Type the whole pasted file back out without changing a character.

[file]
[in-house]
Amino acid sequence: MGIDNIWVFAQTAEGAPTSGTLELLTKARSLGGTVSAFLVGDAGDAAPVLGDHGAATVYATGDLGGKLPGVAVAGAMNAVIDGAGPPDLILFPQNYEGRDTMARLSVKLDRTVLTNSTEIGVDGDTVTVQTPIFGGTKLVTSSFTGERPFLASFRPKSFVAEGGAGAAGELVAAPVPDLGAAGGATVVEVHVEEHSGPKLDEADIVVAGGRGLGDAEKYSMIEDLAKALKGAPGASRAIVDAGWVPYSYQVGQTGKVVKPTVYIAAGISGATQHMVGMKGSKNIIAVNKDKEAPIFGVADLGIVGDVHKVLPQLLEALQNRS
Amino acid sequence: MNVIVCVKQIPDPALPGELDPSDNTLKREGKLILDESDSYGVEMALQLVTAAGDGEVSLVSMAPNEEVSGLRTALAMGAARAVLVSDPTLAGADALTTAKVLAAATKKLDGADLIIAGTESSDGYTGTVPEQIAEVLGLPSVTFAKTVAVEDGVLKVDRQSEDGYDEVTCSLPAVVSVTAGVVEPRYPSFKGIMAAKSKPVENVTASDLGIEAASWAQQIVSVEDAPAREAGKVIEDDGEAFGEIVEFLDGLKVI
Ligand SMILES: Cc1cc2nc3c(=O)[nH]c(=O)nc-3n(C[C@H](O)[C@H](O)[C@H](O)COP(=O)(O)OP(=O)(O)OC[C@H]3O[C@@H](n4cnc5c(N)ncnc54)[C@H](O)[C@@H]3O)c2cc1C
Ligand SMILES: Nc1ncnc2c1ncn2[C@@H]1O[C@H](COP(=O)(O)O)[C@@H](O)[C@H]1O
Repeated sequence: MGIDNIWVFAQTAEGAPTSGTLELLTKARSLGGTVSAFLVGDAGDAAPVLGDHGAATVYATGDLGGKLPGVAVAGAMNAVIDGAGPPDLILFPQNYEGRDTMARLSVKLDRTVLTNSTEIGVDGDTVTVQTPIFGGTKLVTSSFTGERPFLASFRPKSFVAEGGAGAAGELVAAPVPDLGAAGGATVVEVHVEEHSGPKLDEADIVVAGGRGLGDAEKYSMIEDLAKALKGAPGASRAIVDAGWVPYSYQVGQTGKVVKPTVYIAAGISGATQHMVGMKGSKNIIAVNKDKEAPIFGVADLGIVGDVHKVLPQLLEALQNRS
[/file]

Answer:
[in-house]
Amino acid sequence: MGIDNIWVFAQTAEGAPTSGTLELLTKARSLGGTVSAFLVGDAGDAAPVLGDHGAATVYATGDLGGKLPGVAVAGAMNAVIDGAGPPDLILFPQNYEGRDTMARLSVKLDRTVLTNSTEIGVDGDTVTVQTPIFGGTKLVTSSFTGERPFLASFRPKSFVAEGGAGAAGELVAAPVPDLGAAGGATVVEVHVEEHSGPKLDEADIVVAGGRGLGDAEKYSMIEDLAKALKGAPGASRAIVDAGWVPYSYQVGQTGKVVKPTVYIAAGISGATQHMVGMKGSKNIIAVNKDKEAPIFGVADLGIVGDVHKVLPQLLEALQNRS
Amino acid sequence: MNVIVCVKQIPDPALPGELDPSDNTLKREGKLILDESDSYGVEMALQLVTAAGDGEVSLVSMAPNEEVSGLRTALAMGAARAVLVSDPTLAGADALTTAKVLAAATKKLDGADLIIAGTESSDGYTGTVPEQIAEVLGLPSVTFAKTVAVEDGVLKVDRQSEDGYDEVTCSLPAVVSVTAGVVEPRYPSFKGIMAAKSKPVENVTASDLGIEAASWAQQIVSVEDAPAREAGKVIEDDGEAFGEIVEFLDGLKVI
Ligand SMILES: Cc1cc2nc3c(=O)[nH]c(=O)nc-3n(C[C@H](O)[C@H](O)[C@H](O)COP(=O)(O)OP(=O)(O)OC[C@H]3O[C@@H](n4cnc5c(N)ncnc54)[C@H](O)[C@@H]3O)c2cc1C
Ligand SMILES: Nc1ncnc2c1ncn2[C@@H]1O[C@H](COP(=O)(O)O)[C@@H](O)[C@H]1O
Repeated sequence: MGIDNIWVFAQTAEGAPTSGTLELLTKARSLGGTVSAFLVGDAGDAAPVLGDHGAATVYATGDLGGKLPGVAVAGAMNAVIDGAGPPDLILFPQNYEGRDTMARLSVKLDRTVLTNSTEIGVDGDTVTVQTPIFGGTKLVTSSFTGERPFLASFRPKSFVAEGGAGAAGELVAAPVPDLGAAGGATVVEVHVEEHSGPKLDEADIVVAGGRGLGDAEKYSMIEDLAKALKGAPGASRAIVDAGWVPYSYQVGQTGKVVKPTVYIAAGISGATQHMVGMKGSKNIIAVNKDKEAPIFGVADLGIVGDVHKVLPQLLEALQNRS